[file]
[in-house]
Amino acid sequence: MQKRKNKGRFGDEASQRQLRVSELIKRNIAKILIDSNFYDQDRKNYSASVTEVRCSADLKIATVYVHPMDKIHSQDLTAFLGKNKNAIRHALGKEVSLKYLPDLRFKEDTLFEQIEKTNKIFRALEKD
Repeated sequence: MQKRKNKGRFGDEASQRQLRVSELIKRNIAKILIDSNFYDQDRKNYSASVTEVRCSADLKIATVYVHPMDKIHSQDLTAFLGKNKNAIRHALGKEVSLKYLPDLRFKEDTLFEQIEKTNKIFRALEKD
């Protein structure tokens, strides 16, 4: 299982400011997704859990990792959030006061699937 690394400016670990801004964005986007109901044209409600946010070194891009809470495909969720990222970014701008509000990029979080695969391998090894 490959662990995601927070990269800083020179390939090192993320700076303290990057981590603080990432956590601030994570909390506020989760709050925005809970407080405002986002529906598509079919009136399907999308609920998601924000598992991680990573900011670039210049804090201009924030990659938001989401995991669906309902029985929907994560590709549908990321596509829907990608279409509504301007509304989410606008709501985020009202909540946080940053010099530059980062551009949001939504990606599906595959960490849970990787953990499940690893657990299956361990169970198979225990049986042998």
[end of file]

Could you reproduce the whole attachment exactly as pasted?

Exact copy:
[in-house]
Amino acid sequence: MQKRKNKGRFGDEASQRQLRVSELIKRNIAKILIDSNFYDQDRKNYSASVTEVRCSADLKIATVYVHPMDKIHSQDLTAFLGKNKNAIRHALGKEVSLKYLPDLRFKEDTLFEQIEKTNKIFRALEKD
Repeated sequence: MQKRKNKGRFGDEASQRQLRVSELIKRNIAKILIDSNFYDQDRKNYSASVTEVRCSADLKIATVYVHPMDKIHSQDLTAFLGKNKNAIRHALGKEVSLKYLPDLRFKEDTLFEQIEKTNKIFRALEKD
């Protein structure tokens, strides 16, 4: 299982400011997704859990990792959030006061699937 690394400016670990801004964005986007109901044209409600946010070194891009809470495909969720990222970014701008509000990029979080695969391998090894 490959662990995601927070990269800083020179390939090192993320700076303290990057981590603080990432956590601030994570909390506020989760709050925005809970407080405002986002529906598509079919009136399907999308609920998601924000598992991680990573900011670039210049804090201009924030990659938001989401995991669906309902029985929907994560590709549908990321596509829907990608279409509504301007509304989410606008709501985020009202909540946080940053010099530059980062551009949001939504990606599906595959960490849970990787953990499940690893657990299956361990169970198979225990049986042998």